When Junior tells his dad of her escape, Big Jim orders him to find her before she can blab to anybody about how they are both psychopaths.
Oh and remember how Alice has diabetes and Carol was going to steal her some insulin but decided not to? Well those chickens are coming home to roost. Alice, in her insulin-deprived state, wanders into the road, where she is nearly hit by a semi truck, which instead swerves into the town water tower.
And as an accident-prone lesbian, I really feel for her in this moment, and am inclined to blame the truck driver. As the whole of the town’s water supply dumps onto the appliance truck (really? to whom are you delivering appliances in this energy-starved town?) yet another vital resource is now in short supply. Barbie and Sheriff Esquivel go to the local lake, only to find that the Dome unearthed a methane pocket, rendering that water undrinkable. They take the problem to Big Jim, who of course knows the location of every puddle in Chester’s Mill, including an artesian well owned by local yokel, Toothless McGee.
Julia and self-described “radio head” Dodee go in search of the mysterious disturbance in the force that is scrambling the town’s radio waves. They figure that whatever it is, it might be the key to dismantling the Dome. The first place Dodee’s Dome Detector takes them is the hospital, where we learn that there is no more insulin on account of America’s obesity epidemic. Mama Alice is fading fast without her medicine and Norrie decides to go steal some from a less-deserving townsperson.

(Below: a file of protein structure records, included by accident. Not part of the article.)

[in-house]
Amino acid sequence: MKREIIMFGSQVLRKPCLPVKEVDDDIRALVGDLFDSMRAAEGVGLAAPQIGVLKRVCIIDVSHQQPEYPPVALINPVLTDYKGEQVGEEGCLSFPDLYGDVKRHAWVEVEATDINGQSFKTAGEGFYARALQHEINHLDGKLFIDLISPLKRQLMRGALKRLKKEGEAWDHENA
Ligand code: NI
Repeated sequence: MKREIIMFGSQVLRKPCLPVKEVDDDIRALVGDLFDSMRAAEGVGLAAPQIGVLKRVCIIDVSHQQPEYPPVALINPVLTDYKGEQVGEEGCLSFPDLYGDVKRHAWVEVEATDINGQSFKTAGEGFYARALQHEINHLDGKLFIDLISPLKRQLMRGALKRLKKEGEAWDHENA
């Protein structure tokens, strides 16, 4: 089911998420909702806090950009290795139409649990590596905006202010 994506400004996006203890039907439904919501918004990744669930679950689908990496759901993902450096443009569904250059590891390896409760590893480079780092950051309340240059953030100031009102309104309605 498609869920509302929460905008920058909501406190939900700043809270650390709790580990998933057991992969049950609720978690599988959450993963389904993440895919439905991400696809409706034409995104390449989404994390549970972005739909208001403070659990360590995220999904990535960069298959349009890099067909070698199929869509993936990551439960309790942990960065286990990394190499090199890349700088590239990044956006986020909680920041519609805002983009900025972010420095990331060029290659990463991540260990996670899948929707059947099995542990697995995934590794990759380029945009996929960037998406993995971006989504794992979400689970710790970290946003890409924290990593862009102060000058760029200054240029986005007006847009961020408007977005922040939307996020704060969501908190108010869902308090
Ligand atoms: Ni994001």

Speaking of townspeople, the first layer of civilization to be peeled off is adherence to worthless scraps of paper as money. From here on out, it’s the barter system. Sheriff Laura manages to quell the first murmurs of dissent with her law enforcement philosophy: “always believe in the goodness of people you serve.” And I wish we could paint that on every cop car in America, but that level of optimism doesn’t stand a chance against mob mentality. It starts with shoplifting, which turns to looting, which snowballs into a riot.